Nat Geo’s ‘Mars’: Why astronaut Mae Jemison is all in on Season 2’s high-stakes drama
The first African American woman in space used her background in medicine and engineering — and dance — to help writers and actors tell a story she hopes will inspire viewers.
One day last summer, I flew in to Los Angeles for a conference of television critics and was picked up at the airport by a Lyft driver who'd grown up in nearby Inglewood and wanted to tell me all about it.
Until he started driving for a living, his whole world had been Inglewood. He hadn't realized, he said, how close "Hollywood" was to his front door. His one brush with stardom had been getting to see the ride of the space shuttle Endeavour as the decommissioned behemoth was driven through the streets of his neighborhood in 2012 on its way to the California Science Center. Six years later, I had goose bumps as he described it.
What he didn't know until I told him was that I was scheduled the next day to interview Mae C. Jemison, the physician and engineer who became the first African American woman in space while orbiting the Earth on, yes, the Endeavour in September 1992.
Nothing about this story surprised Jemison. The former NASA astronaut took a job as a science adviser on the second season of National Geographic Channel's Mars because, she said, she wants humans to get to the Red Planet, and beyond, and believes storytelling can help that happen.
To her, the driver's story demonstrated that "space is much more connected with everyone than we give it credit for. And that people want us to do big things," Jemison said, adding that she'd been at the decommissioning of the shuttle, which she likened to "an old friend," and later celebrated the 25th anniversary of her trip to space with a 2017 party "under the Endeavour at the museum."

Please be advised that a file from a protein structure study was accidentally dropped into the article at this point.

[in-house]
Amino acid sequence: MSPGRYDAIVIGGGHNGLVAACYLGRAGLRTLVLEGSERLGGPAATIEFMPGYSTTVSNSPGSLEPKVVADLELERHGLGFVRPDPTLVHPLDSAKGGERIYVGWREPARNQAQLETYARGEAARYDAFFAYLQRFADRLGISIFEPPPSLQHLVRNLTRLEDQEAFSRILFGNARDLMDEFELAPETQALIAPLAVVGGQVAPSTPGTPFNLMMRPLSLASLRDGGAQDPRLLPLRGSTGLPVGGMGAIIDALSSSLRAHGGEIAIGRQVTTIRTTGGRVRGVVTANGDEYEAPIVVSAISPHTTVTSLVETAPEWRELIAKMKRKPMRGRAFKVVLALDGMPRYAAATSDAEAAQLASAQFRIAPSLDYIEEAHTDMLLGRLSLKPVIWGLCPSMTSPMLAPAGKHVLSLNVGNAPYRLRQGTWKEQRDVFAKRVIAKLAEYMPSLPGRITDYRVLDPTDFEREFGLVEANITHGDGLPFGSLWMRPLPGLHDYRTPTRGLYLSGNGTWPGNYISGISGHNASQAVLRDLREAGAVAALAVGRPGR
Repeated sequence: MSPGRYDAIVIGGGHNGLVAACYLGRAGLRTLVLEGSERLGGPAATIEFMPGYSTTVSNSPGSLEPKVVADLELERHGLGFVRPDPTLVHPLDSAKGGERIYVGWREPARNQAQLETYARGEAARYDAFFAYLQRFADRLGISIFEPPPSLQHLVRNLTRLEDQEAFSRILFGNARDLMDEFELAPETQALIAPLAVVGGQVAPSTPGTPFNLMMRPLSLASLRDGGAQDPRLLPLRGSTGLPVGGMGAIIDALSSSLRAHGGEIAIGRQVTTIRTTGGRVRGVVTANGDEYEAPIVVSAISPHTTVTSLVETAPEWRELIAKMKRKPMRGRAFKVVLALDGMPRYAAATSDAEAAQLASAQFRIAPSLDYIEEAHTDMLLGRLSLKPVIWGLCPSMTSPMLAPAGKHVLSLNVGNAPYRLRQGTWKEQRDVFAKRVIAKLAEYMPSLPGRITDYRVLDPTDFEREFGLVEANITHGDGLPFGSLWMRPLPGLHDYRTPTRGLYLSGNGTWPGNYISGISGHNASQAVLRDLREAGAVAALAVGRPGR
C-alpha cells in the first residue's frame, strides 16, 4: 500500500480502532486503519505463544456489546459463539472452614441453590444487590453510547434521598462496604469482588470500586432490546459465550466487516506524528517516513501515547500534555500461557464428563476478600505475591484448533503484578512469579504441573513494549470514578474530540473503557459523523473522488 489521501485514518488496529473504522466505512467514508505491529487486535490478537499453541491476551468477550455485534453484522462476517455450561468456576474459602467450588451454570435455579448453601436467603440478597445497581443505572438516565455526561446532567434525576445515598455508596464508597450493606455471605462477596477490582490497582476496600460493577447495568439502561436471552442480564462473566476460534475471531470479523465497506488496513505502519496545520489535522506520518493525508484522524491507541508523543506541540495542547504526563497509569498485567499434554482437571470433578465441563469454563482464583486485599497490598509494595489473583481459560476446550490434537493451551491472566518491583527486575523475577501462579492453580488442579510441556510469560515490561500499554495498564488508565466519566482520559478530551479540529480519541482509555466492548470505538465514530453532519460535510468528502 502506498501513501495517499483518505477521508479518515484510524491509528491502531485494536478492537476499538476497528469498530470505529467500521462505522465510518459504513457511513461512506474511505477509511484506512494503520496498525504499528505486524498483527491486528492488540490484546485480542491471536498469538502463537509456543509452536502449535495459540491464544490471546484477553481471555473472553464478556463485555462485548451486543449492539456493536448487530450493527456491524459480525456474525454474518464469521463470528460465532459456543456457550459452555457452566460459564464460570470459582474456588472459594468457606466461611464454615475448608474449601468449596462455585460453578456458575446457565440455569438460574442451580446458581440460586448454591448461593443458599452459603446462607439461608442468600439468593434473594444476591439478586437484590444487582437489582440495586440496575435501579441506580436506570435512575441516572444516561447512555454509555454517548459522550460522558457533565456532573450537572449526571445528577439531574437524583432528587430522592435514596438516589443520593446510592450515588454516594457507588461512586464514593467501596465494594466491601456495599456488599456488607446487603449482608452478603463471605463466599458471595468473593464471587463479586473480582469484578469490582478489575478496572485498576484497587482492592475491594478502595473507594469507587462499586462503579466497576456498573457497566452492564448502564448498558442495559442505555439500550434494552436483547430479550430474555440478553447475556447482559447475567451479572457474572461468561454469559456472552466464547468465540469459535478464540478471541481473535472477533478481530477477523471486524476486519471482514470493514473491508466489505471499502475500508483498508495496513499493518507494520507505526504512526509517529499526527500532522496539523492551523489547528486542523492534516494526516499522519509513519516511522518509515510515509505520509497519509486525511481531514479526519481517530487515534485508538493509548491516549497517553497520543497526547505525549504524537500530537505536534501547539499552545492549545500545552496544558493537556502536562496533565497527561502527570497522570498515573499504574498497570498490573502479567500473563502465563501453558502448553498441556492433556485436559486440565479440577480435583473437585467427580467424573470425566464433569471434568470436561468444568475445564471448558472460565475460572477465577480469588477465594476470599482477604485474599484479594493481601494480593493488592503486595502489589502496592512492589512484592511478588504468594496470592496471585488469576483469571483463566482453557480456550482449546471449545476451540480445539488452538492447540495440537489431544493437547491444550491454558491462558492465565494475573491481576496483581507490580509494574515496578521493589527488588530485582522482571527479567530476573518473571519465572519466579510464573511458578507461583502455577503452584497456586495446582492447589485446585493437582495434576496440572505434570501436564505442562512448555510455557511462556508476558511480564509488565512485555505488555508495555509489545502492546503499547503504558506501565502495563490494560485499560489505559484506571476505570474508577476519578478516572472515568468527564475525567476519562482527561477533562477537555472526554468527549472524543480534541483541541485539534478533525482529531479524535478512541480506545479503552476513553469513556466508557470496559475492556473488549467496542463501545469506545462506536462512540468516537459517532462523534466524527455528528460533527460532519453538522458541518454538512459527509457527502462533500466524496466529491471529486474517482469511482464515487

Jemison's no stranger to TV cameras. She was prominently featured as one of the astronauts offering insights in Nat Geo's Will Smith-hosted documentary series One Strange Rock this year, and her television appearances include a guest-starring role in a 1993 episode of Star Trek: The Next Generation.
You won't see her on screen, though, in Mars. As the Ron Howard- and Brian Grazer-produced drama/documentary hybrid begins a six-episode season on Monday, Nov. 12, the scripted portion of the show has jumped ahead five years, to 2042, when the considerably enlarged colony gets its first neighbors, a crew sent by a powerful private company whose interests don't necessarily align with those of the original settlers.